In the past, it was thought that once a person became addicted to drugs or alcohol, treatment was the same for everyone. However, as psychological study and addiction research continues, more and more evidence points to the fact that there are different treatment needs for different people, depending on their age and gender.
Teens with Addictions
For instance, historically, teens with addictions to alcohol or drugs attended drug treatment programs that had a boot camp like style with confrontational methods that were meant to break down the attitudes and defense mechanisms of those teens. Yet, it was in the 1950’s where clinicians began to recognize that the behaviors of teens with addiction were different than adults with addictions and that they deserved different treatment methods. In fact, with this recognition, the first adolescent treatment center opened in 1952 within Riverside Hospital in New York City.
Research indicates that adolescents in need of substance abuse treatment have higher rates of binge use, higher rates of a co-occurring illness, are more susceptible to peer influence, and are highly focused on immediate concerns. Today, this is considered and incorporated into a teen’s treatment plan.
Substance Abuse Treatment Different for Men and Women
In the same way, it was frequently thought that men and women had the same drug treatment needs and that an addiction developed in precisely the same way for both genders. However, this is also not the case. One of the earliest biographies written about women alcoholics was Confessions of a Female Inebriate in 1842. After the publication of that book, there was a movement in America that attempted to provide addicted women with drug treatment services that uniquely served their needs. The American Temperance Movement was a movement that aimed to end the consumption of alcohol in the United States and had a large influence on politics and society in the 19th and 20th centuries.
As more and more women revealed their experiences and as more and more evidence through research came to light, it’s clear that men and women are different in their:
- causes for addiction
- patterns of addiction
- obstacles to treatment
- approaches to treatment
- stages of long-term recovery
Today, there are many mental health professionals who advocate the necessity for gender based drug treatment, indicating that men’s addiction treatment centers and women’s addiction treatment centers are not a luxury but a requirement for proper drug treatment. William White, who has worked in the field of addiction treatment since 1969, wrote, “Gender based treatment and recovery support services exist as an appendage to the addiction treatment system, but have yet to be mainstreamed within that system.” As a strong advocate for gender based addiction treatment, White speaks to communities around the country on the topic.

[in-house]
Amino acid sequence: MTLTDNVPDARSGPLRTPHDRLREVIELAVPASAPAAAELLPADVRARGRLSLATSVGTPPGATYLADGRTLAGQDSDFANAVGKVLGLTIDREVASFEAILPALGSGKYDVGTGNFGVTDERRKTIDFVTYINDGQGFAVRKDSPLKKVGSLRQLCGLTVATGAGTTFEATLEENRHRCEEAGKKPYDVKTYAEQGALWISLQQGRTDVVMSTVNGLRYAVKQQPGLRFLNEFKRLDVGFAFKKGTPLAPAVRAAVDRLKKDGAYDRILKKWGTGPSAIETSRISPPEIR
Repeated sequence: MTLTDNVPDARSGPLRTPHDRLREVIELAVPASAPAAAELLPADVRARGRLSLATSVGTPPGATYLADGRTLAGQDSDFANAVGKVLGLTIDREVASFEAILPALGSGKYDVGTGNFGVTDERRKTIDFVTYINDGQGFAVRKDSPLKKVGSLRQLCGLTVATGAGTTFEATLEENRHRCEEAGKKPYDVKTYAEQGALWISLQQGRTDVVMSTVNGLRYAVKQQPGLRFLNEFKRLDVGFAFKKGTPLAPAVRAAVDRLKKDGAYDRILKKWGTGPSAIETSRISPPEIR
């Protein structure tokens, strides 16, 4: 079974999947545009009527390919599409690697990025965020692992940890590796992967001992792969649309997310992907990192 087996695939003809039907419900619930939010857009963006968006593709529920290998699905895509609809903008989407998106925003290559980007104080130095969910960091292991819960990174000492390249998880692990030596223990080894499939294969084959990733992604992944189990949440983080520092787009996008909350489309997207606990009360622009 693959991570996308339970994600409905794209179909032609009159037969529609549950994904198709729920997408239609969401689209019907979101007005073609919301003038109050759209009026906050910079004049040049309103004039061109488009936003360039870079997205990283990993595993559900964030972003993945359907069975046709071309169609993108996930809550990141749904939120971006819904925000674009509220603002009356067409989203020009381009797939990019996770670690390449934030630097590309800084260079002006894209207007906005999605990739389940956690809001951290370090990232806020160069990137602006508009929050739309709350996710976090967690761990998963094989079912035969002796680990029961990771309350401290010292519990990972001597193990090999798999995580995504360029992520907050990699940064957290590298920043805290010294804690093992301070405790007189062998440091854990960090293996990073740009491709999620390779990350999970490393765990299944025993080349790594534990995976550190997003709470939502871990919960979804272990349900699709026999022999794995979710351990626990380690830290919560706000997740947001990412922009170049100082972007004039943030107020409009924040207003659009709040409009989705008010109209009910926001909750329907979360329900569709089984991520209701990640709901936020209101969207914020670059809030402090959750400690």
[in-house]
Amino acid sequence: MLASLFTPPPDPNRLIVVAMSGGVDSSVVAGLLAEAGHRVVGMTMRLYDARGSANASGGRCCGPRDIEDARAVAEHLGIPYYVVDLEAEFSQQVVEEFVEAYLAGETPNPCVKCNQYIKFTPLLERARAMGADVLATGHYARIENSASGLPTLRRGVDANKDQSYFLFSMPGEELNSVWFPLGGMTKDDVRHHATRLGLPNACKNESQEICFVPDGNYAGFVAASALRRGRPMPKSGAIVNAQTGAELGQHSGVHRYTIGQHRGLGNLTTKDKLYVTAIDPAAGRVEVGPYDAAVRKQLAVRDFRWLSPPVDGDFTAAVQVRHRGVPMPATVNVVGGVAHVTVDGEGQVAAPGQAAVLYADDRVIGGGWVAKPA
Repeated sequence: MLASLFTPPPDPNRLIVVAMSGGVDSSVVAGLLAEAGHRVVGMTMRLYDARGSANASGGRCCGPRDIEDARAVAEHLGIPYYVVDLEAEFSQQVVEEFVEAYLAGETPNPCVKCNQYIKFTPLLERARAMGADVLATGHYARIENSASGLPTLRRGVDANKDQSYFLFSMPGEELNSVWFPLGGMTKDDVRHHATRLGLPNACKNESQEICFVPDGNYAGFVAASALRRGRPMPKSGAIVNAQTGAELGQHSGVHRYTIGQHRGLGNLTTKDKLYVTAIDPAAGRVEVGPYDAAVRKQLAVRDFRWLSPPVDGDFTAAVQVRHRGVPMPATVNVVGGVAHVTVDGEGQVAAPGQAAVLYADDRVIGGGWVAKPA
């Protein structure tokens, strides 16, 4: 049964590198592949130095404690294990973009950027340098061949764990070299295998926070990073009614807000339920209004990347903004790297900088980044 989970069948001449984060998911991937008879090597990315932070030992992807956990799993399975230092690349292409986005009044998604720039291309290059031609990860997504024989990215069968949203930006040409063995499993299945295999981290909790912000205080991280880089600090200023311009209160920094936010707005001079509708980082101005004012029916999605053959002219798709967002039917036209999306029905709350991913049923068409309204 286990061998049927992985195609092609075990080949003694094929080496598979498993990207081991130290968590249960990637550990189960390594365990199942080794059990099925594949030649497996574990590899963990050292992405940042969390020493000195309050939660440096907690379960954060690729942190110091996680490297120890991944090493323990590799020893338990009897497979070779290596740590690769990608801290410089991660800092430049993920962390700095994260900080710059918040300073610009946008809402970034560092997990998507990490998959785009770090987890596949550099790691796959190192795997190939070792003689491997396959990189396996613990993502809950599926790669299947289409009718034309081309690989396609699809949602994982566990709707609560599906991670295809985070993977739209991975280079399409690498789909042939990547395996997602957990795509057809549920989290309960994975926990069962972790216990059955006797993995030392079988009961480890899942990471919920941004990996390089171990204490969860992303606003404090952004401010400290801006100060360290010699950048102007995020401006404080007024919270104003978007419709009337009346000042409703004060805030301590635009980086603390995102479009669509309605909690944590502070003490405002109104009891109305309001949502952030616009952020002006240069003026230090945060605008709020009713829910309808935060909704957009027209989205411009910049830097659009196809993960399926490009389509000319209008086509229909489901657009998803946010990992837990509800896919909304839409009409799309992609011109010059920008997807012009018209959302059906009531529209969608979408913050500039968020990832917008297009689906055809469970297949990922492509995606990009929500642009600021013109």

Range of Treatment Is the Same
It should be noted, however, that in general, that the range of treatment interventions clinicians draw upon to facilitate drug treatment are the same for everyone. For instance, drug treatment might include the use of behavioral therapy, motivational interviewing, use of the 12-step model, family therapy, support groups, and strong communication among the psychiatrist, psychologist, family members, social workers, and other professionals in an individual’s life. Yet, the specific tool used may vary depending on the individual. Furthermore, the way in which those tools are used and when they’re used in drug treatment might also vary to meet the unique needs of a recovery addict. Lastly, research shows that when drug treatment is specific to age and gender, recovering addicts do well. In other words, when teens are treated with other adolescents, they tend to have greater success at sobriety, and the same is true for gender-specific drug treatment.
As research continues on the specific recovery needs for varying individuals, substance abuse treatment will only improve.